Prime Minister Kevin Rudd has warned that Australia must be prepared to
respond to an emerging arms race across the Asia-Pacific region. Mr. Rudd says
the Australian Defense Force will be built up to meet the challenge. From
Sydney, Phil Mercer reports.
The Australian leader says the modernization of
military forces across Asia means that his country needs to bolster its
defenses, over time.
In his speech late Tuesday to retired soldiers,
Prime Minister Kevin Rudd did not spell out which countries could pose a threat
in the future.
Military planners in Canberra, though, are wary of
China's rapid arms build-up and the expanding might of Indian forces.
Neighboring Indonesia and Malaysia are also beefing up their defenses.
Mr. Rudd did say, however, that existing tensions in the Asia-Pacific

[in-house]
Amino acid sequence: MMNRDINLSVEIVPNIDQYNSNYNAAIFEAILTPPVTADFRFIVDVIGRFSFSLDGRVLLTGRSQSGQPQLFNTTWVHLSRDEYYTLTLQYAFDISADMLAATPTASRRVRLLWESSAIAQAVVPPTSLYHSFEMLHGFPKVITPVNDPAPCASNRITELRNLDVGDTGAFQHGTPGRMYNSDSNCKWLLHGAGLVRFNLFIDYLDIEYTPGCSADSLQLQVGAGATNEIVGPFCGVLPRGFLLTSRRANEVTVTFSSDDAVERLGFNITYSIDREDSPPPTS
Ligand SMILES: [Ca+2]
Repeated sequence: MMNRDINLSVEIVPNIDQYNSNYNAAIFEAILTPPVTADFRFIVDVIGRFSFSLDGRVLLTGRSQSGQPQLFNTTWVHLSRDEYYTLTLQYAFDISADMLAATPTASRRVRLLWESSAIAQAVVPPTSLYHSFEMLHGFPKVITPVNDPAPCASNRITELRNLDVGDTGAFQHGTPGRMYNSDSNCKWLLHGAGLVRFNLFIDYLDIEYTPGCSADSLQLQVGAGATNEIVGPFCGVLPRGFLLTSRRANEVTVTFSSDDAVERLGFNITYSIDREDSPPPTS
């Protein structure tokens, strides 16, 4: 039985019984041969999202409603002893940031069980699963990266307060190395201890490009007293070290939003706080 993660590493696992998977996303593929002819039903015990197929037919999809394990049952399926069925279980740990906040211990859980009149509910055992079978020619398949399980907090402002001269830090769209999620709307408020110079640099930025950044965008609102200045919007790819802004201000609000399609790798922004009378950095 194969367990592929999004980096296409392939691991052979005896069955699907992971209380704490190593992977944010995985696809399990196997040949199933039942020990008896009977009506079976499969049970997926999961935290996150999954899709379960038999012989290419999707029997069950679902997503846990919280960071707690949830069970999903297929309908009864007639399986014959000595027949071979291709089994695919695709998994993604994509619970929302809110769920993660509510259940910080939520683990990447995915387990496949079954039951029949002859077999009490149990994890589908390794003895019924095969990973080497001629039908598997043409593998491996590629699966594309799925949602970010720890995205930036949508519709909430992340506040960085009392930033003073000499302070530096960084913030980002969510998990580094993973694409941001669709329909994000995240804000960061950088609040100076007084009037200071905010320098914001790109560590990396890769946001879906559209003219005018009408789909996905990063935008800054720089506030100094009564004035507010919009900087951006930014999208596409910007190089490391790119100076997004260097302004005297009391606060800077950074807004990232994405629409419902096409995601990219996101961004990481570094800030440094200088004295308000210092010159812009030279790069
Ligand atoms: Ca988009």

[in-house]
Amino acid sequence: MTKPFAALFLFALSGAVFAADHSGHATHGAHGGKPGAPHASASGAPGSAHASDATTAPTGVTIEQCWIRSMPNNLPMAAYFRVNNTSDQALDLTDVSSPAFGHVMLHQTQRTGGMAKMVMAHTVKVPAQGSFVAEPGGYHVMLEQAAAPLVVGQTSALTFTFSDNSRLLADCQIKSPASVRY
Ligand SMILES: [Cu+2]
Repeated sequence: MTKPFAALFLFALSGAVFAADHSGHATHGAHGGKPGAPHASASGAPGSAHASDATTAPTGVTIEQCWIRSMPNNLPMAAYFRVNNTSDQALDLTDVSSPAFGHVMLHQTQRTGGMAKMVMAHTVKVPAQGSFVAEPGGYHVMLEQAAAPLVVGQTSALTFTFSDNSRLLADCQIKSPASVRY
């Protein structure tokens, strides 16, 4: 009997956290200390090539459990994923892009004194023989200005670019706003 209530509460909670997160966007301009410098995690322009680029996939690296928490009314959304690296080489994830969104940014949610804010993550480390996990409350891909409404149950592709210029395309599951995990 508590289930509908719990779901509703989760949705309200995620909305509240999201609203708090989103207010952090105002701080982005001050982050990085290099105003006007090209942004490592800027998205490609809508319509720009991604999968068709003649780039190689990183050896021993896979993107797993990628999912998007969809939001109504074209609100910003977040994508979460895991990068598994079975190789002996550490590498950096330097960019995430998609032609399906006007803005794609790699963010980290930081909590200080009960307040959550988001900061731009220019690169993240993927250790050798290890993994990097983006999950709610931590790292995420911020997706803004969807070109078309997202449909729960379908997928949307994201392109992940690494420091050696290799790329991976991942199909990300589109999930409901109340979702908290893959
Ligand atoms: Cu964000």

region cause concern, including China's claims on Taiwan and "unresolved flash
points" arising from border disputes between other countries.
minister says his government must be aware of the changes taking place in the
neighborhood and that Australia has to make sure its forces could "answer the
call" if needed.
"As nations grow and become more affluent, they also
update their military forces. We see this in our own region," said Rudd. "We see
a substantial arms build-up over time. We need to be aware of the changes taking
place, and we must make sure that we have the right mix of capabilities to deal
with any contingencies that might arise in the future."
Australia has a
relatively small military, which has been stretched in recent times by
deployments to Iraq, Afghanistan, East Timor and the Solomon Islands.
10-year plan to modernize its capabilities is under way, including the purchase
of fighter aircraft, cruise missiles and helicopters, as well efforts to build a
Kevin Rudd has said that Australia, which is a close ally
of the United States, wants to maintain its status as a global "middle power,"
capable of exerting diplomatic influence on its more powerful neighbors and